Marx was not the first philosopher to write about dialectics, the concept of the interpenetration of opposites and the logic of contradictions in society which was the philosophical justification for the notion of class struggle. He was not the sole author of ‘The Communist Manifesto’ but rather the co-author with fellow “Young Hegelian” Friederich Engels. Hegelianism was an already-established philosophical school of thought, with it being known to have influenced Darwin. The laws of dialectics were laid out by Hegel who had a higher concern with spiritual ideas. Marx adapted Hegel’s dialectic theory into a materialist stance. Marx is more concerned with the practical implications of the dialectical process in the post-enlightenment world and thus more relevant; however, the influence of ‘The Communist Manifesto’ was not a result of just Marx but rather a circle of philosophers who were contributors.
However, this philosophical tradition was pushed into recognition by events that occurred at the time of its formulation. Trotsky commented that “Hegel wrote before Darwin and before Marx” and he argues that Hegel’s dialectical idealism was thanks to the “impulse of the French Revolution”. Therefore, if it was not for the French Revolution, Marx may not have written ‘The Communist Manifesto’; and even if he did, it would not have received the attention that it did. Marx would not be as influential as he was if it were not for the environment and previous events at the time.
Marx’s ‘The Communist Manifesto’ did not permeate society when it was published in the middle of the 19th Century, but later. However, a further credit to Marx is the failure of future social thinkers to respond to Marx. It was not until the end of the 20th Century that ideas contrary to Marx like Friedman’s libertarian economic ideology were considered to be as impactful as Marx. One strategy has been to reduce Marxism to its analytical core, known as analytical Marxism, which came at the cost of sacrificing its most interesting and perplexing ideas.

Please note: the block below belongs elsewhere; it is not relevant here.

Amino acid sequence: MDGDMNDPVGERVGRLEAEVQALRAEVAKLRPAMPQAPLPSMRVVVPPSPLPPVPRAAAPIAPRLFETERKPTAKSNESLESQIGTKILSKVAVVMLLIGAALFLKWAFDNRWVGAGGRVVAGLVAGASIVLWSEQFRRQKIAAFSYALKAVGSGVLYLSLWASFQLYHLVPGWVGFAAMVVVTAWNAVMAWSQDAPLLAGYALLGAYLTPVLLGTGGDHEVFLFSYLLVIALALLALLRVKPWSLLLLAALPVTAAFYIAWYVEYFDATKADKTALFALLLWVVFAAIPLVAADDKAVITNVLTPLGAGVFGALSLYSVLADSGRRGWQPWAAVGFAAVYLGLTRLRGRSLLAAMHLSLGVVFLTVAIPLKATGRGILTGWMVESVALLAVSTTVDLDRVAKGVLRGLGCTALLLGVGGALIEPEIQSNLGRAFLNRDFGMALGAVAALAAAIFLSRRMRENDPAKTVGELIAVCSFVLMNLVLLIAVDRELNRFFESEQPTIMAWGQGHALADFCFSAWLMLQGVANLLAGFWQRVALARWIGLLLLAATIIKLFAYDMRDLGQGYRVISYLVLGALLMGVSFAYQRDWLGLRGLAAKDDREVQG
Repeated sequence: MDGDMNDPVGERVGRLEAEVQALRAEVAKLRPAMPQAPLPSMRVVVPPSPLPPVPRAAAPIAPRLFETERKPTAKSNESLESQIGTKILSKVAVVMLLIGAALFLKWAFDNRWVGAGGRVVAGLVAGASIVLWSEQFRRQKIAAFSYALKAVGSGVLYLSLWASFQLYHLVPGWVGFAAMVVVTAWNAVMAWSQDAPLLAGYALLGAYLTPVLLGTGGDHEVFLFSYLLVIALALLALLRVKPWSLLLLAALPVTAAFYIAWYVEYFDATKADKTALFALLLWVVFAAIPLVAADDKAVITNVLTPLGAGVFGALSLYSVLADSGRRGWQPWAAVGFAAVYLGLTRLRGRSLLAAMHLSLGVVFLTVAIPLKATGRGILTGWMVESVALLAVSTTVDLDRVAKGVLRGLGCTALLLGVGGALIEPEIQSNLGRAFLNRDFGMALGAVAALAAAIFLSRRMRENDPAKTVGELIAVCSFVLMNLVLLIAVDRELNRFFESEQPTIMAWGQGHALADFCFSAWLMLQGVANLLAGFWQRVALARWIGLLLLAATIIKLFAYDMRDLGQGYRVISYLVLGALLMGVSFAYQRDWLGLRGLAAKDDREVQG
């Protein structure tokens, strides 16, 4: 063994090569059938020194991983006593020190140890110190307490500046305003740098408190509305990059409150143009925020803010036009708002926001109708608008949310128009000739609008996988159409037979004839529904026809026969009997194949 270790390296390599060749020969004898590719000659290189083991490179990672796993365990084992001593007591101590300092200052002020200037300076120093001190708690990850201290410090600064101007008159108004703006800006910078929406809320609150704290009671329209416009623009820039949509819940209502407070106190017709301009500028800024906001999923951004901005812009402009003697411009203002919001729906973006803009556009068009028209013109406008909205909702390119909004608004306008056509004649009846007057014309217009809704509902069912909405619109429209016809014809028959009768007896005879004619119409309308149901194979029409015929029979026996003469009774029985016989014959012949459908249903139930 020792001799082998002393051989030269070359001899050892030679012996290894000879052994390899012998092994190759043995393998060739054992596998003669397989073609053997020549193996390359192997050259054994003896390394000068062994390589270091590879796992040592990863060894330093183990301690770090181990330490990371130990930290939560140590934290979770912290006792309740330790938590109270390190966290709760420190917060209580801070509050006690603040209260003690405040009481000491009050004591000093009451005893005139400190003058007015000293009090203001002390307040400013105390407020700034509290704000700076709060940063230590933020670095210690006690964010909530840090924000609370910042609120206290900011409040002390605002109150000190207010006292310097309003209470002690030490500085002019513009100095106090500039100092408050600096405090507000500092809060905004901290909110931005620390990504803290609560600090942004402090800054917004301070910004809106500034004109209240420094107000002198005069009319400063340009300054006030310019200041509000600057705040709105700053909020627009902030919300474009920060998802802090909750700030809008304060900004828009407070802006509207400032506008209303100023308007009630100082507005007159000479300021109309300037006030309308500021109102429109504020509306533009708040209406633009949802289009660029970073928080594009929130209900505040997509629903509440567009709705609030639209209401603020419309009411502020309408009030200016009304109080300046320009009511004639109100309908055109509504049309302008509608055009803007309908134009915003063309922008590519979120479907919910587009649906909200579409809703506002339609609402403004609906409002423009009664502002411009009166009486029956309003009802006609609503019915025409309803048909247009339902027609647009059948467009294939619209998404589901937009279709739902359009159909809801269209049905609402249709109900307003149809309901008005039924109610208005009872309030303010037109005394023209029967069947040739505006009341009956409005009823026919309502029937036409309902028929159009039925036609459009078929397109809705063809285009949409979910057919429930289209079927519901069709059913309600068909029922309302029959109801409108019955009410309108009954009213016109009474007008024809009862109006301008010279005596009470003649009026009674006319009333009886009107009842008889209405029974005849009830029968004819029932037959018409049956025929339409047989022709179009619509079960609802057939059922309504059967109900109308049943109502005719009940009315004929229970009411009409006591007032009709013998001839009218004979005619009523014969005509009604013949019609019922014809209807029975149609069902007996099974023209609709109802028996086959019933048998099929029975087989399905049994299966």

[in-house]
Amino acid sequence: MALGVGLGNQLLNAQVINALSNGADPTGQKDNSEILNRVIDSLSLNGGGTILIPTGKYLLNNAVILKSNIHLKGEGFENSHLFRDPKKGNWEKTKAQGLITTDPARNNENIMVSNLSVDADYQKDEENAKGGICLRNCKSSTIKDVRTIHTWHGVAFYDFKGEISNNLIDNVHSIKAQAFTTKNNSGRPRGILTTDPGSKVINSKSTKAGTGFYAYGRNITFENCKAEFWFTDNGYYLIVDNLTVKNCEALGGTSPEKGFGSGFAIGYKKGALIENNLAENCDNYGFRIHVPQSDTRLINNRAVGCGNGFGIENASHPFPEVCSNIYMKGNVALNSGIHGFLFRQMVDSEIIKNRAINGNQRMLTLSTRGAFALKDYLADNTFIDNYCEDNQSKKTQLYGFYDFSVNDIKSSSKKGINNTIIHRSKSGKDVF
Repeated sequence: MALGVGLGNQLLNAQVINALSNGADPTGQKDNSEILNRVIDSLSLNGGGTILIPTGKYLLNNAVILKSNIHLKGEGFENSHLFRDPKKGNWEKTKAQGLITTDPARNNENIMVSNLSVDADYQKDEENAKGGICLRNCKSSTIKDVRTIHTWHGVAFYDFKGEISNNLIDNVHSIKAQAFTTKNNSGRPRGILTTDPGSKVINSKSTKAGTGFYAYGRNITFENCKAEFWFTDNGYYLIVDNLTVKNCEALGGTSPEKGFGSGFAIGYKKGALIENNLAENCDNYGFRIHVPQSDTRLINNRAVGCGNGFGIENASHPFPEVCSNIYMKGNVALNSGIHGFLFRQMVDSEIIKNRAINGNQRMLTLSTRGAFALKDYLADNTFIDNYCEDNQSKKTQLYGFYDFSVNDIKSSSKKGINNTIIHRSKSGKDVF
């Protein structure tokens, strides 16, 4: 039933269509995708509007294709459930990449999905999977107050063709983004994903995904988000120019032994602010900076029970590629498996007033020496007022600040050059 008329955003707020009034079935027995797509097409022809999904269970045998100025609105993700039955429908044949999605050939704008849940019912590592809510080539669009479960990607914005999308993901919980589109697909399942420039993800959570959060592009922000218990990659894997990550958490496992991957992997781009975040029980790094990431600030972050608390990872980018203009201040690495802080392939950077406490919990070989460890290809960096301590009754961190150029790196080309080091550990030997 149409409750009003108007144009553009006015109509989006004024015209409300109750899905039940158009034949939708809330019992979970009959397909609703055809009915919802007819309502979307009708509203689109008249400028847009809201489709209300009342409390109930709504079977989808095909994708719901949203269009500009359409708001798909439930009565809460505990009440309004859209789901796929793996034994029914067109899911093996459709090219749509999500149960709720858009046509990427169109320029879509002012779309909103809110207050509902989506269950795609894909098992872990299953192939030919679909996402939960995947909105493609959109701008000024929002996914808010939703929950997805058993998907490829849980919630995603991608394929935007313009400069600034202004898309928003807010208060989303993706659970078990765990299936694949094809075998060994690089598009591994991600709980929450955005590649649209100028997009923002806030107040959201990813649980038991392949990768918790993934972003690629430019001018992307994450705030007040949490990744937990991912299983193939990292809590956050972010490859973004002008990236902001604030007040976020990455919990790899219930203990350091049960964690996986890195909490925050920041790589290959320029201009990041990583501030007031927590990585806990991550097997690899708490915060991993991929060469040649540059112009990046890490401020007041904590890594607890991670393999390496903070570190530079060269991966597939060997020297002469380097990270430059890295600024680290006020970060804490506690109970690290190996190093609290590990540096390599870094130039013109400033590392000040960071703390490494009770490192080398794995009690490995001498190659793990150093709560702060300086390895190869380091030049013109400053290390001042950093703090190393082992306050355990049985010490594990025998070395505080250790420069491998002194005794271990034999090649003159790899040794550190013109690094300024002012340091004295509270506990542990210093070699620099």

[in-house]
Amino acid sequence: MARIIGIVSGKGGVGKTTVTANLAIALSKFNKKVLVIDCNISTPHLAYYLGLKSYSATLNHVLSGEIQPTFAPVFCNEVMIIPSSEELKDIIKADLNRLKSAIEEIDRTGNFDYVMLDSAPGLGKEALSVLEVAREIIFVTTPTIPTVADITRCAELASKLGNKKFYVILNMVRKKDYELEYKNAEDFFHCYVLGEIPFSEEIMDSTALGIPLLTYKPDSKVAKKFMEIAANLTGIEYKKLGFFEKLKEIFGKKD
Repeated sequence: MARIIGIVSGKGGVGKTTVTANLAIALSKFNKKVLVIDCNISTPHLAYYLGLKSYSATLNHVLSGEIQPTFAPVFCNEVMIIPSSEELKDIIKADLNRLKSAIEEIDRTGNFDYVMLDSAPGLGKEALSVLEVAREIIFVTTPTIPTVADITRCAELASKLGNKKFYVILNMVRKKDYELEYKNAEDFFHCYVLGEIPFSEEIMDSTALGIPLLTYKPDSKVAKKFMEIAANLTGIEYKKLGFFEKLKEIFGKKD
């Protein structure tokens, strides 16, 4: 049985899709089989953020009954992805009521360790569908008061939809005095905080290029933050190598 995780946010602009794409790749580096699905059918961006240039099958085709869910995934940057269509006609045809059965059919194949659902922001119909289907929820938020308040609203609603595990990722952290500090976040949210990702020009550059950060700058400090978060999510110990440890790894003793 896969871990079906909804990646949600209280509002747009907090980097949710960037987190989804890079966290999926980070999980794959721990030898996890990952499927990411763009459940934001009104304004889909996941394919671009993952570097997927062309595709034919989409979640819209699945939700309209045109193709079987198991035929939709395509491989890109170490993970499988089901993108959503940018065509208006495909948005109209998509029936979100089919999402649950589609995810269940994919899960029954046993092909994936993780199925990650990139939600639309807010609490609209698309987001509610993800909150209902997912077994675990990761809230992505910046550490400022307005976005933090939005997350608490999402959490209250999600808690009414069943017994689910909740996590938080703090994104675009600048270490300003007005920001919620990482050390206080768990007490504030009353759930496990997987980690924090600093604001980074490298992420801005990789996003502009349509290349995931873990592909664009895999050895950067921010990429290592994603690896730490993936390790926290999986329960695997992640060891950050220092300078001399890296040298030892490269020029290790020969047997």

Furthermore, his own influences can be seen as evidence that, although he may be considered a genius, he was “just another wheel in the cog” of economic and socio-political thought. His influences range from Hegel’s dialectics, the classical economics of Adam Smith and David Ricardo, French socialist thought- including the Paris Commune, Rousseau, Saint-Simon, Proudhon and Fourier-, the philosophical materialism of Feuerbach; the secularism of Paine and the working class analysis by Engels. But, to Marx’s credit, he adapted Hegel’s initial ideas which were “idealistic, abstract and arbitrary” as he echoed the metaphysical words of Heraclitus that “everything flows and nothing stays”, Marx’s economic determinism and societal evaluation was science-based just as Darwin’s observations. Marx drew upon established scientific truths and related the fundamental proposition of dialectics that everything is in a constant process of development to the industrial structure of society.
The like-minded thinkers that succeeded Marx to keep his process alive into the 20th Century like Trotsky and Orwell are a testament to his great influence and the upmost regard that highly influential intellectuals held for him even after his death. ‘The Communist Manifesto’ gave hope to whole populations, who had lived after and perhaps learned of the events during the French Revolution, who considered themselves oppressed, and thanks to Marx, left-wing voices became respected and revolutionary political ideology was established.